by Bill C.
The first word or thought that comes to mind today as I reflect on Step One is “powerlessness.” Not some, not a little, not a percentage, but none, absolutely no power over alcohol. As I discovered many years later, my greatest dilemma was “lack of power,” which was rooted in my resistance to believing in a spiritual solution.
I also eventually had to come to terms with the complete and utter unmanageability of my life, which was mainly rooted in my thinking. This disease, illness, sickness, centres mainly in my mind. Therefore, my thinking had to undergo a radical and psychic (spiritual) change.
My drinking history began at approximately age 16 in Glasgow, Scotland, a culture centred around alcohol and in many ways a patriarchal culture. Drinking was seen as mature and manly and was encouraged by many. My drinking escalated early without too many adverse consequences; not until much later did I recognize that it was progressing. This progression eventually led to many other problems, which propelled my admission into Alcoholics Anonymous.
I believe that I’m in the majority of sober AA members today who have had numerous relapses prior to eventually surrendering and finally accepting Step One in its totality. The slogan “Keep Coming Back” is not meant as a free license to continually leave AA, drink and return. I consider myself fortunate that each time I returned to AA after relapse. I was given many opportunities, until finally by God’s grace I returned to AA one last time, on Sunday, May 30, 1993.
One crucial insight that I learned through my struggles with Step One was that the suffering and adverse consequences related to my drinking were never enough for me to reach my final bottom. Adverse consequences included many hospital trips, a few psychiatric/crisis visits, broken bones, numerous blackouts, loneliness, isolation, legal and financial problems… the list could go on and on. But until that complete and utter surrender came, I continued to fight.
My last drunk is my most important “Remember When” for numerous reasons. Number one is to remind me not about my alcohol consumption but, more importantly, about how I felt. I woke up on that Sunday morning to an apartment strewn with empty bottles, smashed glasses and garbage all over the floor. I had been on a drunken binge the previous night and the above was part of the aftermath. The described scene was a mirror image of how I felt— fearful, broken, despairing and mentally exhausted.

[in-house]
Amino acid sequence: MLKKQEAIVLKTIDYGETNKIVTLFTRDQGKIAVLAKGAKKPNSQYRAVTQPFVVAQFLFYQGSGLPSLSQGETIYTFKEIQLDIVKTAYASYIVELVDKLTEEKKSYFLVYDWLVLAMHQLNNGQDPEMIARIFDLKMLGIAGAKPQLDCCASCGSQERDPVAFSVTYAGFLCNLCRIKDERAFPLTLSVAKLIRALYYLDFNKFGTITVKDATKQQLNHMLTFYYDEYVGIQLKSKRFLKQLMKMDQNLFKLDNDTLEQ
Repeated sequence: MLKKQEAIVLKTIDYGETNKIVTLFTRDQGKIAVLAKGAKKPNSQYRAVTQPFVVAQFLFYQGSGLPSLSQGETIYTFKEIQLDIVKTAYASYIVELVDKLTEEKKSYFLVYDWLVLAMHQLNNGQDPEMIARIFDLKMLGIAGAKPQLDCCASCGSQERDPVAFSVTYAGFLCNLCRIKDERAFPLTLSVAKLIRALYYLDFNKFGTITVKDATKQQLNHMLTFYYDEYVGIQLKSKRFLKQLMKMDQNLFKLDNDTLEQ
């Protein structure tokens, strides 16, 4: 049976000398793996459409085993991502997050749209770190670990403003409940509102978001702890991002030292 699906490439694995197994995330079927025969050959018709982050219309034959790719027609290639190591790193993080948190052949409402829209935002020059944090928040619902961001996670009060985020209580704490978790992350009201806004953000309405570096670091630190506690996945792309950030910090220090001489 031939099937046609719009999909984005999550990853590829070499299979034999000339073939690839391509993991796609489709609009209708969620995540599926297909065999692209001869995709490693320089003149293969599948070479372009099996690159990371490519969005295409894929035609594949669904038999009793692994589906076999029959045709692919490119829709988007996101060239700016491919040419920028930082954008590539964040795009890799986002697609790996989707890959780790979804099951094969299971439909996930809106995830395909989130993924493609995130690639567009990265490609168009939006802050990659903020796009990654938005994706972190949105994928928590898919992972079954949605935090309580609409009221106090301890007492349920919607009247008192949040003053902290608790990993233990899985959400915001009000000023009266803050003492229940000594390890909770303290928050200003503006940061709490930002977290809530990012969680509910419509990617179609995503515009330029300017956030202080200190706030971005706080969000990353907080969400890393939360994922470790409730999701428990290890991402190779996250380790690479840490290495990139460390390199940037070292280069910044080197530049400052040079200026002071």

Part of our literature describes us as “children of chaos.” As I look back at my behaviours and my actions during my alcoholic drinking, I realize that every aspect of my life was chaotic — physically, mentally, emotionally and spiritually.
I believe that was when I had my moment(s) of clarity regarding Step One. I was totally out of answers, but I also knew that AA was there and that created a sense of hope. I had been AWOL, so to speak, from AA from approximately six years. I began to clean my apartment and my focus became clearer, because I knew that I was going back to an AA meeting that evening. Hitting bottom, moment of clarity, complete surrender — whatever term is used, I knew I could make a new beginning. I was ready again.
That evening I returned to my home group and made a new beginning — another turning point. And thus started my journey again. The man who eventually became my sponsor asked me two simple (but not easy) questions: One, “Have you decided you want what we have?” (a spiritual awakening as the result of the 12 Steps) and two, “Are you willing to go to any lengths?” (for that spiritual experience). I answered “yes” to both questions and we started on our journey through the Big Book and the 12 Traditions. This took approximately two years and ultimately the obsession and compulsion were removed. Those obsessions and compulsions, accompanied by my somewhat delusional thinking, were the driving forces that had kept me shackled to my powerlessness and the unmanageability of my life and direction.
Now, every day presents different challenges and I continuously fall short, but I try to look for solutions — and I have not found it necessary to pick up a drink since that night in May 1993.
Step One in my life had many twists and turns, mostly of my own making — self-reliance, self-absorption, total self-centredness. When I finally decided that I could not achieve any healthy results in my life without help, then doors began to open. And when I finally became honest about my inability to get or stay sober on my own volition, that was the beginning of freedom.
Yours in service,